A rescued conure with his guardian
There's just enough time left in 2013 to gift yourself - with a last-minute tax deduction for donating to your favorite nonprofits. :) In that vein, I wanted to share a few words from Michelle Yesney, Mickaboo's Chief Executive Officer. The following is adapted from her remarks at Mickaboo's 2013 Annual Holiday Party & Funraiser:
Well, we've made it through another year. Because of all of you, there are more companion birds that are alive, healthy, and in good homes than there would have been without you. Like all of our years together, there have been some sad times, some nasty encounters with reality, and some occasions of great joy. The significance of the joy we experience is greater because of the sadness that we know lurks always in the background.
I want to again remind all of you that pour your time, your energy, your patience, your love, and your money into Mickaboo: You, all of you, provide the fuel that keeps our birds alive, restores their health, and finds them homes.
You do it with your donations, your time, the intensity of your feelings, and the energy of your devotion. On behalf of Mickaboo's Board of Directors, I want to thank you for everything you have given and done to make us so very good at what we all do. Mickaboo is about the generosity of individuals. None of us, not the Board of Directors, not the species coordinators, not our tech team, not me - NONE OF US - ARE GETTING PAID FOR WHAT WE DO. As we all keep reminding each other, "it's all about the birds". The basis of our organization, the object of our efforts, the measure of our successes - it's all about the birds.
REPORT FOR 2013
THE STATE OF MICKABOO
Since we have been in a moratorium since mid-October 2013, our intake has been severely curtailed, compared to the same time period last year (see Table 1 in the attached). This second moratorium of 2013 became necessary because our veterinary bills were so high that, despite the incredible generosity of our supporters and the reductions offered by most of our vets, we were running out of funds. More of the birds that we took in this year were sick or injured, and more required lengthy hospitalization. We are finding ways to reduce some of the extremely high costs, including relying more on skilled outpatient nursing by some of our volunteers and emphasizing our reliance on vets who reduce the fees that they charge us. We are extremely fortunate to have skilled veterinarians that value their relationship with Mickaboo and support what we do.
The most painful lesson of this year has been that we cannot follow the same operating pattern and still expect to continue to rescue birds indefinitely into the future. As I said at the Holiday Party, the Board has reluctantly determined that we must implement some changes. The most significant change is that we will have to ask for a surrender fee for any bird we accept from a private party (i.e., not from a shelter or a stray) as we have been doing during the moratorium. The details of how the new system will function are still being worked out. How we can work with surrenderers who are unable to pay a fee, and what we tell people who simply refuse to pay, are still being clarified.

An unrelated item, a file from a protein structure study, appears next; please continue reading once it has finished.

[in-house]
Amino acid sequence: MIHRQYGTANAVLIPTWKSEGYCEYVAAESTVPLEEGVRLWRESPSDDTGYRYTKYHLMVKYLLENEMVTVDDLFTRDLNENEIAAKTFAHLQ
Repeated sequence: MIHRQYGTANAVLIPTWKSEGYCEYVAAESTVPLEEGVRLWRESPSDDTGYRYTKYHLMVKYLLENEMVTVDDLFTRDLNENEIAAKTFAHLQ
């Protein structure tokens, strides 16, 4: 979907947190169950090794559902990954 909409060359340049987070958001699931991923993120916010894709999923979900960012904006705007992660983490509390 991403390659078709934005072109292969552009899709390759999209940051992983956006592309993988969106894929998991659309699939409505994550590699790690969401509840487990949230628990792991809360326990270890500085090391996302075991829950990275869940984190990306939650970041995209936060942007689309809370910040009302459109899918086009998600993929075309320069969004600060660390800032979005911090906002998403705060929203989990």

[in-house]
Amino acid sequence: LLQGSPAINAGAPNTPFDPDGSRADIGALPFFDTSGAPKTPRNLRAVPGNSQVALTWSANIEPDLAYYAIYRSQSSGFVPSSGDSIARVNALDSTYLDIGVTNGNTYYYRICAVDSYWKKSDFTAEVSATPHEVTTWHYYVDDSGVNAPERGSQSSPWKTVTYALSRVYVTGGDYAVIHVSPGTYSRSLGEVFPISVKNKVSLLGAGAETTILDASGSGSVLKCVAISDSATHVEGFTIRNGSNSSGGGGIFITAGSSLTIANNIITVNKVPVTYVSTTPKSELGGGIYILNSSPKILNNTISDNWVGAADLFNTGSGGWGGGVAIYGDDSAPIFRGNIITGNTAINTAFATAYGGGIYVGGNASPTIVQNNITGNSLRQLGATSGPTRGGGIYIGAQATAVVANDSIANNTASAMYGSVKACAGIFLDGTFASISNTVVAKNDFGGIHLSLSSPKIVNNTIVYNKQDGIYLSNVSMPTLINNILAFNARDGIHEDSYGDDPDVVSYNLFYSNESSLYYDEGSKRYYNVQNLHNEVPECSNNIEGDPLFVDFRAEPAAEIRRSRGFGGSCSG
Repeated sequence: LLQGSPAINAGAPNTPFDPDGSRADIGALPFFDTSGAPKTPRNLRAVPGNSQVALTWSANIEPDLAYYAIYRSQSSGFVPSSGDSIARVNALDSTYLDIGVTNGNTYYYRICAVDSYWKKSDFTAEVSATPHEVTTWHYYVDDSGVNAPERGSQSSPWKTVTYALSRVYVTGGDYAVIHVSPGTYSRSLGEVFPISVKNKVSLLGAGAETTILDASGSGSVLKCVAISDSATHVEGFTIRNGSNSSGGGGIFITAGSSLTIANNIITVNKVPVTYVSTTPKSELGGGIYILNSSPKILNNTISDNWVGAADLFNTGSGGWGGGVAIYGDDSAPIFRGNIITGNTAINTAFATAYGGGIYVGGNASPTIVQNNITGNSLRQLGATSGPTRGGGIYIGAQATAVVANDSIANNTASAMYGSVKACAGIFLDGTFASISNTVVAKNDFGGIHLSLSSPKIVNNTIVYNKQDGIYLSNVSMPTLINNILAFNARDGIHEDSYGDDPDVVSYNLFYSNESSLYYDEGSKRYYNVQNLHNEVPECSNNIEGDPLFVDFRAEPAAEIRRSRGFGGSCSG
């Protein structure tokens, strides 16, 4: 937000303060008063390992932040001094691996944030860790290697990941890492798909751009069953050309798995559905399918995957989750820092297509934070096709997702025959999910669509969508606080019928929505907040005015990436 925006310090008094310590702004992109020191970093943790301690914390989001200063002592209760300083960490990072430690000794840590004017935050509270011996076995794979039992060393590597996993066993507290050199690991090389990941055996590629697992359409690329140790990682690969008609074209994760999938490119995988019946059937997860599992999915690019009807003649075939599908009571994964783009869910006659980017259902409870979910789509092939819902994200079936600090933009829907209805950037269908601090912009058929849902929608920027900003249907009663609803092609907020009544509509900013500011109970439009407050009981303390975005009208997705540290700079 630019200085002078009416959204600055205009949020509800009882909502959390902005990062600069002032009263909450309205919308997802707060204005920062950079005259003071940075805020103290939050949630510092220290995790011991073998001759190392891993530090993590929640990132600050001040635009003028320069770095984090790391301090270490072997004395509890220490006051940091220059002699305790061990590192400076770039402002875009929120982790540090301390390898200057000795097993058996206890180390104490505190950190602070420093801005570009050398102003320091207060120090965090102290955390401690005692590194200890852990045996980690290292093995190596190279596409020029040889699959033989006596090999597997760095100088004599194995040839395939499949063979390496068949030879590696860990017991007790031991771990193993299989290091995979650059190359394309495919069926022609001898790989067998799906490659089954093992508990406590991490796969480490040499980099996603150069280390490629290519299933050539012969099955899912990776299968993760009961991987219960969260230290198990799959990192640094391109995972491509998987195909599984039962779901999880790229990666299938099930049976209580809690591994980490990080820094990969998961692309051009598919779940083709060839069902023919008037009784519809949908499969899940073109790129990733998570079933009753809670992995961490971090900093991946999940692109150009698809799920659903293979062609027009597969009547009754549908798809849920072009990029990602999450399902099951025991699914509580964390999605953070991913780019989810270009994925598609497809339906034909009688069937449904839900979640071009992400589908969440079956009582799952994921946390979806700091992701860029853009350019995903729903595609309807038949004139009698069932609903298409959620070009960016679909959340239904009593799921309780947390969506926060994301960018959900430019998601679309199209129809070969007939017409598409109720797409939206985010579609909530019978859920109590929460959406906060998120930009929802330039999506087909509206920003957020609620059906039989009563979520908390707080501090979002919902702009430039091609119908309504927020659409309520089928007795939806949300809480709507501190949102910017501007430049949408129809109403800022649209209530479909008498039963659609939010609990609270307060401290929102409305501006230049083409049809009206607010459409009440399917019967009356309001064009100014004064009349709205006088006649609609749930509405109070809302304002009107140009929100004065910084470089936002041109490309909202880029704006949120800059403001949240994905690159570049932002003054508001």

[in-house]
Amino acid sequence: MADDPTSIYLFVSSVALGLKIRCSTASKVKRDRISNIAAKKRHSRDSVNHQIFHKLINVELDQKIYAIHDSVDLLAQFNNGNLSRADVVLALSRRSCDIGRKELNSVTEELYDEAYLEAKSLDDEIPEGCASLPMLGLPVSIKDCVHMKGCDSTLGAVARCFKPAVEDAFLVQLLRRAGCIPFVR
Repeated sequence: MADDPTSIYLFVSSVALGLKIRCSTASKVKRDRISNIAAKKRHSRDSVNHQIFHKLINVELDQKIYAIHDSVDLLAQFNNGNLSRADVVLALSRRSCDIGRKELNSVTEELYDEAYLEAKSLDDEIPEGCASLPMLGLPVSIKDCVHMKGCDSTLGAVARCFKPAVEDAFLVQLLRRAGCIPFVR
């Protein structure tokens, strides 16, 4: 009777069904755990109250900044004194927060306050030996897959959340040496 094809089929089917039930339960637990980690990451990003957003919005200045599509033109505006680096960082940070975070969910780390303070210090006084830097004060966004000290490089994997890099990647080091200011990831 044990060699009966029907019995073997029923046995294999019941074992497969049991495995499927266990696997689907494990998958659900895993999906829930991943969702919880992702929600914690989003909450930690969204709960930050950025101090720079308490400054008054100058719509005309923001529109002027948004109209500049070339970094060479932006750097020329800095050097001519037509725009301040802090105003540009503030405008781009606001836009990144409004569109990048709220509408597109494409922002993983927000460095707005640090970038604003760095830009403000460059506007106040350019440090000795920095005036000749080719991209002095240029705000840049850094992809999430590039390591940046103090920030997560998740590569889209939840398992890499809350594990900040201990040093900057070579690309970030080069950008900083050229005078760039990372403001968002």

We take in a number of birds from shelters that cannot pay a surrender fee; we are and always have been the last resort for such birds and it is critical that we continue to take birds from the shelters. We take in birds of all sizes - the big expensive parrots and the smallest of the companion birds; and we take in birds that are far too often injured and sick. Again, we are the last resort for birds that have been abandoned or for whom there is no other option, and we hope to continue in that role. We are hoping to continue to operate under the same principles and values that have characterized Mickaboo for over 15 years because those standards are why most of us are part of the organization.
The surrender fee we have asked for during the moratorium is $200 per bird. That will not pay the full costs of veterinary care for some birds, but it helps. It reduces the strain on our resources that each incoming bird creates, and helps protect our ability to care for the birds we already have.
Like many, maybe most of you, I share my home with birds that came to me through Mickaboo. Like most of you, I cannot imagine a world in which many of these birds would have been euthanized, would have died from malnutrition or disease, or been left to suffer from neglect or indifference. I am grateful to have them here and I am grateful to be part of such an incredible group of human beings.
Wishing all of you and your flock (feathered, furry, scaled and human), a wonderful and Happy New Year.